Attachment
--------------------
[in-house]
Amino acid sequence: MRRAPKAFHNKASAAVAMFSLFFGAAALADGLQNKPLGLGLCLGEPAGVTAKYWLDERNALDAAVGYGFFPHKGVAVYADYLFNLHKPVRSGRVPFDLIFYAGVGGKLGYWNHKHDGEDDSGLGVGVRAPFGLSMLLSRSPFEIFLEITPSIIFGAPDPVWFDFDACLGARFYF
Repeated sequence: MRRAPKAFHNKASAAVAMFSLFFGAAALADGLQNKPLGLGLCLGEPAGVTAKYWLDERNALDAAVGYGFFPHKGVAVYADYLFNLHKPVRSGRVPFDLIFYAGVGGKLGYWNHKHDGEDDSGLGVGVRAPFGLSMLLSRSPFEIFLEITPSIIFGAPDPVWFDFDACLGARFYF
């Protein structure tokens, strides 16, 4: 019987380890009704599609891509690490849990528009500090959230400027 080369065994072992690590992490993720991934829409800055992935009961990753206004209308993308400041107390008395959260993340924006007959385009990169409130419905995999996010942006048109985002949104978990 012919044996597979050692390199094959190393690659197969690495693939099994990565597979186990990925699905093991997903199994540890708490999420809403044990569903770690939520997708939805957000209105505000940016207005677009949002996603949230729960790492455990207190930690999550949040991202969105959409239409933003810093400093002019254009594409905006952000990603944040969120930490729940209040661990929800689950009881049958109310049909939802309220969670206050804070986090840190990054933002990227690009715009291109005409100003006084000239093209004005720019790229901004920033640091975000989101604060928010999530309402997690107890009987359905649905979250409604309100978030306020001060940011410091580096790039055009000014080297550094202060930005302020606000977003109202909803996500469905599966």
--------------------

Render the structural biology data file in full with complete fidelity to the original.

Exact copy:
[in-house]
Amino acid sequence: MRRAPKAFHNKASAAVAMFSLFFGAAALADGLQNKPLGLGLCLGEPAGVTAKYWLDERNALDAAVGYGFFPHKGVAVYADYLFNLHKPVRSGRVPFDLIFYAGVGGKLGYWNHKHDGEDDSGLGVGVRAPFGLSMLLSRSPFEIFLEITPSIIFGAPDPVWFDFDACLGARFYF
Repeated sequence: MRRAPKAFHNKASAAVAMFSLFFGAAALADGLQNKPLGLGLCLGEPAGVTAKYWLDERNALDAAVGYGFFPHKGVAVYADYLFNLHKPVRSGRVPFDLIFYAGVGGKLGYWNHKHDGEDDSGLGVGVRAPFGLSMLLSRSPFEIFLEITPSIIFGAPDPVWFDFDACLGARFYF
């Protein structure tokens, strides 16, 4: 019987380890009704599609891509690490849990528009500090959230400027 080369065994072992690590992490993720991934829409800055992935009961990753206004209308993308400041107390008395959260993340924006007959385009990169409130419905995999996010942006048109985002949104978990 012919044996597979050692390199094959190393690659197969690495693939099994990565597979186990990925699905093991997903199994540890708490999420809403044990569903770690939520997708939805957000209105505000940016207005677009949002996603949230729960790492455990207190930690999550949040991202969105959409239409933003810093400093002019254009594409905006952000990603944040969120930490729940209040661990929800689950009881049958109310049909939802309220969670206050804070986090840190990054933002990227690009715009291109005409100003006084000239093209004005720019790229901004920033640091975000989101604060928010999530309402997690107890009987359905649905979250409604309100978030306020001060940011410091580096790039055009000014080297550094202060930005302020606000977003109202909803996500469905599966």